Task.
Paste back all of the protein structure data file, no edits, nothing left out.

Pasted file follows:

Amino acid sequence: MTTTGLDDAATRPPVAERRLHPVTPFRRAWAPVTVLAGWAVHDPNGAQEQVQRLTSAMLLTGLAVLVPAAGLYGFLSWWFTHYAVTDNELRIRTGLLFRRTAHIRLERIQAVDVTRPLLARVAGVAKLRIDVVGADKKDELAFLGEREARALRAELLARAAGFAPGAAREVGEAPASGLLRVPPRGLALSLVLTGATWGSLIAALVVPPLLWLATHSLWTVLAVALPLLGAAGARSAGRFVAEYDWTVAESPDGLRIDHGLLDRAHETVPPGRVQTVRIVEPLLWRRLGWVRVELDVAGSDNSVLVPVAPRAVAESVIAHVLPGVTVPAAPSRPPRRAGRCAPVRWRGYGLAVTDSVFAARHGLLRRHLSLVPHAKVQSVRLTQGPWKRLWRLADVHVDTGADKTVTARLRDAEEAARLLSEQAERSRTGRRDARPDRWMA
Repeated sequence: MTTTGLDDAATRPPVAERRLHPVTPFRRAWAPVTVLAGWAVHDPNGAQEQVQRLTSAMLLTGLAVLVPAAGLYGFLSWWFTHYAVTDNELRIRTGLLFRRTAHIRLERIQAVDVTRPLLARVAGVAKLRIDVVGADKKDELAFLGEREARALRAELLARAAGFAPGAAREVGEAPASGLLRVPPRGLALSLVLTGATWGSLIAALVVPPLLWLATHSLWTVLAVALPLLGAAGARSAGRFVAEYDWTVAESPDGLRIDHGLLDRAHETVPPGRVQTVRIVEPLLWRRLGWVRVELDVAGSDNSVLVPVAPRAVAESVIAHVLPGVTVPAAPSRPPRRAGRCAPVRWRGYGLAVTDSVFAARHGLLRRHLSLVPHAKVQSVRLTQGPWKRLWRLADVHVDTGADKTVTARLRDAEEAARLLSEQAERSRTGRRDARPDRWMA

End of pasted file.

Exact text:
Amino acid sequence: MTTTGLDDAATRPPVAERRLHPVTPFRRAWAPVTVLAGWAVHDPNGAQEQVQRLTSAMLLTGLAVLVPAAGLYGFLSWWFTHYAVTDNELRIRTGLLFRRTAHIRLERIQAVDVTRPLLARVAGVAKLRIDVVGADKKDELAFLGEREARALRAELLARAAGFAPGAAREVGEAPASGLLRVPPRGLALSLVLTGATWGSLIAALVVPPLLWLATHSLWTVLAVALPLLGAAGARSAGRFVAEYDWTVAESPDGLRIDHGLLDRAHETVPPGRVQTVRIVEPLLWRRLGWVRVELDVAGSDNSVLVPVAPRAVAESVIAHVLPGVTVPAAPSRPPRRAGRCAPVRWRGYGLAVTDSVFAARHGLLRRHLSLVPHAKVQSVRLTQGPWKRLWRLADVHVDTGADKTVTARLRDAEEAARLLSEQAERSRTGRRDARPDRWMA
Repeated sequence: MTTTGLDDAATRPPVAERRLHPVTPFRRAWAPVTVLAGWAVHDPNGAQEQVQRLTSAMLLTGLAVLVPAAGLYGFLSWWFTHYAVTDNELRIRTGLLFRRTAHIRLERIQAVDVTRPLLARVAGVAKLRIDVVGADKKDELAFLGEREARALRAELLARAAGFAPGAAREVGEAPASGLLRVPPRGLALSLVLTGATWGSLIAALVVPPLLWLATHSLWTVLAVALPLLGAAGARSAGRFVAEYDWTVAESPDGLRIDHGLLDRAHETVPPGRVQTVRIVEPLLWRRLGWVRVELDVAGSDNSVLVPVAPRAVAESVIAHVLPGVTVPAAPSRPPRRAGRCAPVRWRGYGLAVTDSVFAARHGLLRRHLSLVPHAKVQSVRLTQGPWKRLWRLADVHVDTGADKTVTARLRDAEEAARLLSEQAERSRTGRRDARPDRWMA